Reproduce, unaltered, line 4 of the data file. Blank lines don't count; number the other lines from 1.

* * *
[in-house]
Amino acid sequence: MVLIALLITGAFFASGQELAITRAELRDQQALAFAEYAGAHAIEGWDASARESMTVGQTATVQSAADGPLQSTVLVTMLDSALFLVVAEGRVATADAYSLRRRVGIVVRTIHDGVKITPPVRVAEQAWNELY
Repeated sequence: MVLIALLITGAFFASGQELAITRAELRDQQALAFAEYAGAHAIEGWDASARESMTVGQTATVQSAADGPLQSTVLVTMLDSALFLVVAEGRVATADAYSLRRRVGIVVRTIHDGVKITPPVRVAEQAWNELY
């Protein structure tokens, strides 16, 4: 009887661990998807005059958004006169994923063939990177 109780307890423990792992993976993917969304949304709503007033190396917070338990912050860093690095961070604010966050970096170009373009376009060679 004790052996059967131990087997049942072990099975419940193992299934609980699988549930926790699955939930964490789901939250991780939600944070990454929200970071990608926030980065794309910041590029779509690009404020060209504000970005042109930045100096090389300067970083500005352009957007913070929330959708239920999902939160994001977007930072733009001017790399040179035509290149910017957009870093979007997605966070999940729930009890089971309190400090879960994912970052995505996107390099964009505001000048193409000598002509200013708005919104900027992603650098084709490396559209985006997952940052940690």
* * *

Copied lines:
């Protein structure tokens, strides 16, 4: 009887661990998807005059958004006169994923063939990177 109780307890423990792992993976993917969304949304709503007033190396917070338990912050860093690095961070604010966050970096170009373009376009060679 004790052996059967131990087997049942072990099975419940193992299934609980699988549930926790699955939930964490789901939250991780939600944070990454929200970071990608926030980065794309910041590029779509690009404020060209504000970005042109930045100096090389300067970083500005352009957007913070929330959708239920999902939160994001977007930072733009001017790399040179035509290149910017957009870093979007997605966070999940729930009890089971309190400090879960994912970052995505996107390099964009505001000048193409000598002509200013708005919104900027992603650098084709490396559209985006997952940052940690």